(In a four-part series, Inside Fordham looks at the passions that drive some of Fordham’s faculty and staff to excel in fields beyond their areas of work, research, and scholarship.)
In 2009, Bradley Cooper, Ed Helms, and Zach Galifianakis starred in the wildly successful comedy The Hangover, which followed the aftermath of a Las Vegas bachelor party gone horribly wrong.
But if an alternate-universe theory is to be believed, the iconic trio of Dean Martin, Jack Lemmon, and Jerry Lewis might have starred in the movie instead—some 60 years ago.
These are the colliding universes created by Peter Stults, associate director of the Fordham Fund in the Office of Development and University Relations. Stults has turned his fascination with film, graphic arts, and nostalgia into a successful niche business revolving around imagined retro movie posters.
“It’s a fun little formula where you take a contemporary movie like Inception and you ask, ‘What if this movie were made in the 1940s? Who would have directed the movie, who would be in the cast? What actor would be the equivalent of today’s Leonardo DiCaprio?’” he said.
Stults’ talent for creating fake yet seemingly plausible movie posters was first discovered by business insiders in 2012, when he shared his first posters on behance.net, a social media site for artists and designers. Re-imagined posters featuring James Dean in Drive and Sean Connery in The Fifth Element struck a chord. The news sites Buzzfeed, Gizmodo, The Daily Mail, Fast Company, and The Huffington Post wrote about Stults’ work, and he was invited to display his posters in Collette, a clothing boutique in Paris.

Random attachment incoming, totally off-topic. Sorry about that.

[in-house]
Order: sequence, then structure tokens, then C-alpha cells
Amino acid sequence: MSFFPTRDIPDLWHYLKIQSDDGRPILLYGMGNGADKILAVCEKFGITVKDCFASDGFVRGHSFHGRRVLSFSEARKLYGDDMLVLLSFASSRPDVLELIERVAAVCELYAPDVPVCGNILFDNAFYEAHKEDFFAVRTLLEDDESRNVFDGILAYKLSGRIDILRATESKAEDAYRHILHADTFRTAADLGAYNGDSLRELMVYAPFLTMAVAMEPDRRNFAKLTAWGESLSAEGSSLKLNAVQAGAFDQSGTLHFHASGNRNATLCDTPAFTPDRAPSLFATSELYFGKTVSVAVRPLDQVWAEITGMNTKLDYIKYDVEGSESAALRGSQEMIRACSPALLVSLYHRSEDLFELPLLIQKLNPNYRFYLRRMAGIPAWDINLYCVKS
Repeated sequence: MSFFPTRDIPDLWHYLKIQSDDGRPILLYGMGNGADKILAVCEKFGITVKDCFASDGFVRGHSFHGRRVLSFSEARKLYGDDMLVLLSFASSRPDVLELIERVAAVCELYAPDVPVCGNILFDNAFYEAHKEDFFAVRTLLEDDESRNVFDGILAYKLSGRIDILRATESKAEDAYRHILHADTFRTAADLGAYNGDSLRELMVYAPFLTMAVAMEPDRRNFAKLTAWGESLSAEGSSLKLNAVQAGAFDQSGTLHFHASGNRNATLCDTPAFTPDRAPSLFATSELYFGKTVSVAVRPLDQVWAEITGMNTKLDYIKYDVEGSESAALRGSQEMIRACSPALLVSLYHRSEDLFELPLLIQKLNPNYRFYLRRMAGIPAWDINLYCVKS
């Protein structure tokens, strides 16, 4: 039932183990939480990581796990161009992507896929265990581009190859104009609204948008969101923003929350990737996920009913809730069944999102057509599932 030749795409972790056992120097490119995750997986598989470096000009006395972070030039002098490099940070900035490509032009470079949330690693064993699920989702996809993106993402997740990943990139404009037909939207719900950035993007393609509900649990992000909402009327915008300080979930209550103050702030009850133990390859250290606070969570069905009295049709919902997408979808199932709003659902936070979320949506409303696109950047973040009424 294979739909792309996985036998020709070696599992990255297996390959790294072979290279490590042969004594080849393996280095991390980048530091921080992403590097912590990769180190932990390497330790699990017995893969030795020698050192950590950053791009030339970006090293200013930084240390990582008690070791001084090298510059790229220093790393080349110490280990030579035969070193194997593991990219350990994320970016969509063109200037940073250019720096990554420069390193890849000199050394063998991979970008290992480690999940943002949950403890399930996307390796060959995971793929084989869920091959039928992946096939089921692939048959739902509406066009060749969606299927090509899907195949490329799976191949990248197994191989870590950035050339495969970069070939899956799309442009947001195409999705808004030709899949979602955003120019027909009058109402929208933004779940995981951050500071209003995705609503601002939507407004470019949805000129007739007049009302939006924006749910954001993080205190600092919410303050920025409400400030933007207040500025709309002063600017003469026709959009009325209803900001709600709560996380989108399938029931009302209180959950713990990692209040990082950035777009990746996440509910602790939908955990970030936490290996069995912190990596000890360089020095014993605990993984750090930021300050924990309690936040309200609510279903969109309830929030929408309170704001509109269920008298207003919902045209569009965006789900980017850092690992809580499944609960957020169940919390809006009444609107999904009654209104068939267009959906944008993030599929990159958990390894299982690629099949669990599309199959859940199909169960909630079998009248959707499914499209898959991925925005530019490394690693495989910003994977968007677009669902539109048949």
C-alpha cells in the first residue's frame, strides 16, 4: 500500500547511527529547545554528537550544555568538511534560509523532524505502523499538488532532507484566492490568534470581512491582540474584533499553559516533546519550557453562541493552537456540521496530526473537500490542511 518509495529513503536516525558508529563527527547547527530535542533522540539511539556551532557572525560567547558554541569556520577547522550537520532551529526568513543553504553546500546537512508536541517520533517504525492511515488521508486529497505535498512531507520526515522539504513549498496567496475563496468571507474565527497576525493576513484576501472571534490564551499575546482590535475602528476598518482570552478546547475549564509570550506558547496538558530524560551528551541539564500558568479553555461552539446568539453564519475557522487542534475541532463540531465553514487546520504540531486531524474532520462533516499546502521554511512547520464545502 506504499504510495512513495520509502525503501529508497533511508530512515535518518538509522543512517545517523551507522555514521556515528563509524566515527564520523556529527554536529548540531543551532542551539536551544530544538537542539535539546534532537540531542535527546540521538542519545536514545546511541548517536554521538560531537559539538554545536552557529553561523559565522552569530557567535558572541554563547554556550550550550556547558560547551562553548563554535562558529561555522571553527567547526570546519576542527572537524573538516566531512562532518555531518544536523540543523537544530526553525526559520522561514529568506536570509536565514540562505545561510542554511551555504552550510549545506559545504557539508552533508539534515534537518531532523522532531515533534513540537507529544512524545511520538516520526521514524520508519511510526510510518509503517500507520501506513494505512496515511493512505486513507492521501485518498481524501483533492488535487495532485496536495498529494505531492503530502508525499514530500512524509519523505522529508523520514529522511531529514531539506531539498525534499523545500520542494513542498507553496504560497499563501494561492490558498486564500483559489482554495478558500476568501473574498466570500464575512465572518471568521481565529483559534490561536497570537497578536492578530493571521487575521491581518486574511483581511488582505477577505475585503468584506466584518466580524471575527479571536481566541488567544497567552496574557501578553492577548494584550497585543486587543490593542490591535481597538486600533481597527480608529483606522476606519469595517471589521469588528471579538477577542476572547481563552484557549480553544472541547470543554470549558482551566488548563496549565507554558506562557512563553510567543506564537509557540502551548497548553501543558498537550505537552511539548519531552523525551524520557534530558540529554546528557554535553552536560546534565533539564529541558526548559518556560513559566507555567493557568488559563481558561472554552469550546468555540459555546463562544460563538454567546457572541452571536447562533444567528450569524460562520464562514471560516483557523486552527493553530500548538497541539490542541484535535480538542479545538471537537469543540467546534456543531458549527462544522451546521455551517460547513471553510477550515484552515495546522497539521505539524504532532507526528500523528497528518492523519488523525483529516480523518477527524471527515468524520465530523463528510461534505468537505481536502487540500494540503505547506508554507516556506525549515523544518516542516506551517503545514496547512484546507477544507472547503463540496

He has since been commissioned to do illustrations for Time Out magazine and Paul Schrader’s film The Canyons. Once a month for the last three years, the French magazine So Film has published his alternate take on a movie that is premiering.
One of the foundations that inspired Stults’ creation of his “What If” series was his discovery of “cast-aways” that included Jack Nicholson. (He was was originally cast as the dad in A Christmas Story, but replaced) and Sylvester Stallone (he was up for the role of Superman before Marlon Brando put the kibosh on it.) The other was his interest in retro design.
“There are so many facets of retro design, like art deco, pulp covers, rock posters, and even World War II posters. To me it was a form of art history that nobody talks about – the aesthetic of retro/vintage designs.”
SciFi films are the most popular, he says, because they lend themselves to more creativity and fantasy—whereas movies based on true stories are next to impossible to replicate. He gave The Social Network and American Sniper as examples of films that are too closely linked to one era to translate into another one.
What resonates in Stults’ artwork, he says, is the way the images can both disrupt and intrigue the viewer. Seeing a poster profile of Leonard Nimoy (cast as John McClane instead of Bruce Willis) shot against the exploding high rise in Die Hard “makes one do a double-take.”
“Once you’ve seen it, then you ponder…. Could he be an action star? Is it possible?”
“I did a poster for Jurassic Park and when it surfaced, people said ‘I had no idea Cary Grant did a Jurassic Park!’ I did one with Pam Grier starring in Aliens, and a guy popped up on Tumblr and wrote, ‘Ok guys, I’ve gone on IMDB and I cannot find this movie,’” he said.
“It’s fun when I’ve straight-up convinced people these are authentic,” he said.